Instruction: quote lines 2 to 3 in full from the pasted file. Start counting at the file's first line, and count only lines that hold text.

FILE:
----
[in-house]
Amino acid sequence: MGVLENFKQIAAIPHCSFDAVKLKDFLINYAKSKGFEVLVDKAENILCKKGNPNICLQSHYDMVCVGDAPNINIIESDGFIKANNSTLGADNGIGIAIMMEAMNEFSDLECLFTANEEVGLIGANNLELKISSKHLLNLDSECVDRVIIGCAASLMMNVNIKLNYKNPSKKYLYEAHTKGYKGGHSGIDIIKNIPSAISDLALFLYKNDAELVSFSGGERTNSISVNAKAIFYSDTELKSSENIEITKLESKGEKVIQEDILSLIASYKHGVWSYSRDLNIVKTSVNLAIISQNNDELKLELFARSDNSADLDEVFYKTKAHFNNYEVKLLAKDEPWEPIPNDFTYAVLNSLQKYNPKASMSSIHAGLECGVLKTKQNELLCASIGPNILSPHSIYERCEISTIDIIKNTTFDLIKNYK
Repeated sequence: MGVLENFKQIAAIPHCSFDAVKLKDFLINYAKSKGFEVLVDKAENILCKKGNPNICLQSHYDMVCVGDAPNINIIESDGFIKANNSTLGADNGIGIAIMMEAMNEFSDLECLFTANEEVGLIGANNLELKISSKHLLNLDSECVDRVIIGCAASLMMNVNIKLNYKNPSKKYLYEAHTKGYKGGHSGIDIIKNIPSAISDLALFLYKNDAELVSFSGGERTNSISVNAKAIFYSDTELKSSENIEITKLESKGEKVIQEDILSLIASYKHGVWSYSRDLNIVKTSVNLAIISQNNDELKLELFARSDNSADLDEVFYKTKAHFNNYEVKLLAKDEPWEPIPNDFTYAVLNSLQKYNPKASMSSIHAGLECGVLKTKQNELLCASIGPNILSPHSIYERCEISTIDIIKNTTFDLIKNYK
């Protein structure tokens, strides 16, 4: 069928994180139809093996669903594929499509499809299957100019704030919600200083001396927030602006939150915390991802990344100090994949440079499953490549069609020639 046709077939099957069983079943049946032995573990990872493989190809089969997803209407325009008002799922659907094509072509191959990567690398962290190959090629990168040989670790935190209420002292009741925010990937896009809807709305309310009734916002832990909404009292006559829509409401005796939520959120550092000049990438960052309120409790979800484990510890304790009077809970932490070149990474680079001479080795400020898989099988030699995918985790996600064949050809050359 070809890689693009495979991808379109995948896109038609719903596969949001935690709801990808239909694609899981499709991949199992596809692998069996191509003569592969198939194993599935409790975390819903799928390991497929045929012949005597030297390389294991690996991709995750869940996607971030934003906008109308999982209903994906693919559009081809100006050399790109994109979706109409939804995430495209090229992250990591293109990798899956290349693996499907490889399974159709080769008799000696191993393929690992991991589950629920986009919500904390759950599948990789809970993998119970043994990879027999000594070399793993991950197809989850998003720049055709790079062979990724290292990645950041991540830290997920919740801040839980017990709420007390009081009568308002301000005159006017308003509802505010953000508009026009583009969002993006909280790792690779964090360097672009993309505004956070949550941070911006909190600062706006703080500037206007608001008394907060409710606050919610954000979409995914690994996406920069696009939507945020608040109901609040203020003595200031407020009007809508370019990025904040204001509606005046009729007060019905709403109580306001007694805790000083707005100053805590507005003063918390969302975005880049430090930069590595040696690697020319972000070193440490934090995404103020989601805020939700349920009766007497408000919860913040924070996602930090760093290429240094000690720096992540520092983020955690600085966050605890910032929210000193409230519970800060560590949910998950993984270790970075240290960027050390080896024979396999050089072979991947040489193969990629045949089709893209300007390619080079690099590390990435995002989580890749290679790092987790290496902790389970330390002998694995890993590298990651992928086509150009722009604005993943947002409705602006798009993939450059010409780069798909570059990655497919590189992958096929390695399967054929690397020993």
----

Amino acid sequence: MGVLENFKQIAAIPHCSFDAVKLKDFLINYAKSKGFEVLVDKAENILCKKGNPNICLQSHYDMVCVGDAPNINIIESDGFIKANNSTLGADNGIGIAIMMEAMNEFSDLECLFTANEEVGLIGANNLELKISSKHLLNLDSECVDRVIIGCAASLMMNVNIKLNYKNPSKKYLYEAHTKGYKGGHSGIDIIKNIPSAISDLALFLYKNDAELVSFSGGERTNSISVNAKAIFYSDTELKSSENIEITKLESKGEKVIQEDILSLIASYKHGVWSYSRDLNIVKTSVNLAIISQNNDELKLELFARSDNSADLDEVFYKTKAHFNNYEVKLLAKDEPWEPIPNDFTYAVLNSLQKYNPKASMSSIHAGLECGVLKTKQNELLCASIGPNILSPHSIYERCEISTIDIIKNTTFDLIKNYK
Repeated sequence: MGVLENFKQIAAIPHCSFDAVKLKDFLINYAKSKGFEVLVDKAENILCKKGNPNICLQSHYDMVCVGDAPNINIIESDGFIKANNSTLGADNGIGIAIMMEAMNEFSDLECLFTANEEVGLIGANNLELKISSKHLLNLDSECVDRVIIGCAASLMMNVNIKLNYKNPSKKYLYEAHTKGYKGGHSGIDIIKNIPSAISDLALFLYKNDAELVSFSGGERTNSISVNAKAIFYSDTELKSSENIEITKLESKGEKVIQEDILSLIASYKHGVWSYSRDLNIVKTSVNLAIISQNNDELKLELFARSDNSADLDEVFYKTKAHFNNYEVKLLAKDEPWEPIPNDFTYAVLNSLQKYNPKASMSSIHAGLECGVLKTKQNELLCASIGPNILSPHSIYERCEISTIDIIKNTTFDLIKNYK